MINNEAPOLIS (AP) — Unemployment insurance benefits will expire Saturday for thousands of out-of-work Minnesotans if Congress doesn't renew a program that gives extra aid to those who have used up their six months of state unemployment checks.
Hopes that the benefits would be renewed dimmed after lawmakers left Washington last week without striking a deal on the so-called fiscal cliff. Unemployment benefits have become a bargaining chip in the stalled negotiations between the White House and congressional Republicans.
Allowing the benefits to expire could save the federal government $30 billion, but the cost to 12,200 Minnesotans would be steep.
"They're not going to be able to pay the rent, they're not going to be able to pay utilities and it's the middle of winter," said Maurice Emsellem, a policy analyst for the National Unemployment Law Project.
Some jobless Minnesotans hope to survive by cutting back expenses, according to a report in the Minneapolis Star Tribune.
Sue Frenzel, 59, is halfway through her 26 weeks of regular state unemployment, so the Minneapolis woman still has time to find a job as a legal secretary. She minimizes expenses by living in an apartment and not owning a car.
"I've got unemployment until March, and I will be trying to get a job that I want," Frenzel said. If she doesn't find a job, she said she'll stretch her savings as far as she can.
But for other families, losing benefits on Saturday could be devastating.
"It's very scary. People are extremely vulnerable," said Andrea Ferstan, director of income strategies for Greater Twin Cities United Way.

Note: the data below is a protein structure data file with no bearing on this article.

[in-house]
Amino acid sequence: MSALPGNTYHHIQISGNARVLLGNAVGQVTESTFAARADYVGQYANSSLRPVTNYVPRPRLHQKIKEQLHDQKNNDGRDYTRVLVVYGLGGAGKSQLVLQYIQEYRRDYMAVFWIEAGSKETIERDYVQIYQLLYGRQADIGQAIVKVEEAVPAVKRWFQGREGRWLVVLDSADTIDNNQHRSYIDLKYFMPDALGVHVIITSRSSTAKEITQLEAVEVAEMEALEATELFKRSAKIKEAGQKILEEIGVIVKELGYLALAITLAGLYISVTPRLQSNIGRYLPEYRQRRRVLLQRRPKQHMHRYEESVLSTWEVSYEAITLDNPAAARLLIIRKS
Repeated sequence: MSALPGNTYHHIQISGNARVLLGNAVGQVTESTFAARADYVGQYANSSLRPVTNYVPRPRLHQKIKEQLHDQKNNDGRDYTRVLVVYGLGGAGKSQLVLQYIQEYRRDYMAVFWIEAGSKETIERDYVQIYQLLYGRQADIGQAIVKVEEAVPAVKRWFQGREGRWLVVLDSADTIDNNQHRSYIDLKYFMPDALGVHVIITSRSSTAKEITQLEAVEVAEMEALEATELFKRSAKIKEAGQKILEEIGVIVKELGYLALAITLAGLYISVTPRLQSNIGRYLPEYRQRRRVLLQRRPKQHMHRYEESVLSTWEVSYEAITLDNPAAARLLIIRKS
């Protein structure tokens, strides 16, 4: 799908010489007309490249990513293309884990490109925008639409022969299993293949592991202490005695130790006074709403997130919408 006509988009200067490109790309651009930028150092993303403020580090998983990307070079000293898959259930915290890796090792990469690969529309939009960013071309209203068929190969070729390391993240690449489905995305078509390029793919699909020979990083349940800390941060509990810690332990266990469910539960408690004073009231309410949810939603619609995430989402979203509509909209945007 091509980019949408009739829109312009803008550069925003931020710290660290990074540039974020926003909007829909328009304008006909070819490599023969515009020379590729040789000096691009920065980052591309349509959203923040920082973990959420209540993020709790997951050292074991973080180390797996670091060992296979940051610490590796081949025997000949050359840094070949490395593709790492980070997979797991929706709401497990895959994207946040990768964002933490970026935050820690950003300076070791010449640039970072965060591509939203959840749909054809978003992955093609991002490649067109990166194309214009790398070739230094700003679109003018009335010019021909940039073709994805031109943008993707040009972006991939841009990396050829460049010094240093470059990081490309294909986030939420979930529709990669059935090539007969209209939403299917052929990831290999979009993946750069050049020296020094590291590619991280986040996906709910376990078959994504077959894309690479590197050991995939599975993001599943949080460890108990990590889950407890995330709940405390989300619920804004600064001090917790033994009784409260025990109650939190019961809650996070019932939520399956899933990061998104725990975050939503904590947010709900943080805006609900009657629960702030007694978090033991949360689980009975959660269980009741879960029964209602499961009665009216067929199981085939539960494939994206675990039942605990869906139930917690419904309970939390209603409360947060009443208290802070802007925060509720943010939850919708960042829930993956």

She said thousands of Minnesotans could find themselves turning to charity and local government for help with basic needs such as food, shelter and energy bills.
Federal funding for jobless aid nearly tripled during the recession, rising from $33 billion in 2007 to $94 billion in 2012.
In 2008, Congress created the Emergency Unemployment Compensation program. It offered up to 53 extra weeks of benefits to the long-term unemployed, with aid varying by state depending on unemployment rates.
In Minnesota, the unemployment rate is two points lower than the national average. The program here offers 14 extra weeks of unemployment checks those who have exhausted their first 26 weeks. Last month, state officials began notifying the 12,200 people who will see their benefits expire, said Blake Chaffee, a spokesman for the Minnesota Department of Employment and Economic Development.
Joe Orvik, 48, of Minneapolis, tried to be philosophical about his unemployment payments expiring after 26 weeks. The environmental technician is halfway through his state benefits, and he has periodically gone off unemployment to take short-term jobs.
"If push comes to shove, I'll get a job doing just about anything," he said.
Copyright 2012 The Associated Press.